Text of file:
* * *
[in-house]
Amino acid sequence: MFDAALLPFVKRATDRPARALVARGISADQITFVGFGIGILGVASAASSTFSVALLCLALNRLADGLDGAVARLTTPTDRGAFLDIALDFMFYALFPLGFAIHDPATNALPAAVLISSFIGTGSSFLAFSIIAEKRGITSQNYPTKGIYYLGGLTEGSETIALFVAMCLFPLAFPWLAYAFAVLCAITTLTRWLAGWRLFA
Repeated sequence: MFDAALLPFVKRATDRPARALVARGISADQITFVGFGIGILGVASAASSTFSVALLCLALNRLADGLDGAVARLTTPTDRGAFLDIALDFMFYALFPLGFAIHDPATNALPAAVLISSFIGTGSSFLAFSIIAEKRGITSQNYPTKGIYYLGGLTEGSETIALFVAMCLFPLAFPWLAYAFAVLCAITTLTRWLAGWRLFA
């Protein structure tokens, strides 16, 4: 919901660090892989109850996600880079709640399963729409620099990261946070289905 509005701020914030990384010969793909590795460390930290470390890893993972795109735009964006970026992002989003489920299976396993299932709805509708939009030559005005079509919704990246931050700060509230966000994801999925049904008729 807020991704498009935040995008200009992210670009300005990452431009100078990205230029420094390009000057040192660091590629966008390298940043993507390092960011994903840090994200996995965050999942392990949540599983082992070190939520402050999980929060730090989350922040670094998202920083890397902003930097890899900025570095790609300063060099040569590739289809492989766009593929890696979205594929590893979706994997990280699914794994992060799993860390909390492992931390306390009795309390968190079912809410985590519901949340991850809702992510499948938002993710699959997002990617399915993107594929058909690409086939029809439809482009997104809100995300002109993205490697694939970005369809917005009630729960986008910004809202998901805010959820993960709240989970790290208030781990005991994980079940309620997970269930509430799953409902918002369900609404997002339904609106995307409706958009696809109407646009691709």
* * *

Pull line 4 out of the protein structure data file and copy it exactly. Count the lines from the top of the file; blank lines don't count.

């Protein structure tokens, strides 16, 4: 919901660090892989109850996600880079709640399963729409620099990261946070289905 509005701020914030990384010969793909590795460390930290470390890893993972795109735009964006970026992002989003489920299976396993299932709805509708939009030559005005079509919704990246931050700060509230966000994801999925049904008729 807020991704498009935040995008200009992210670009300005990452431009100078990205230029420094390009000057040192660091590629966008390298940043993507390092960011994903840090994200996995965050999942392990949540599983082992070190939520402050999980929060730090989350922040670094998202920083890397902003930097890899900025570095790609300063060099040569590739289809492989766009593929890696979205594929590893979706994997990280699914794994992060799993860390909390492992931390306390009795309390968190079912809410985590519901949340991850809702992510499948938002993710699959997002990617399915993107594929058909690409086939029809439809482009997104809100995300002109993205490697694939970005369809917005009630729960986008910004809202998901805010959820993960709240989970790290208030781990005991994980079940309620997970269930509430799953409902918002369900609404997002339904609106995307409706958009696809109407646009691709």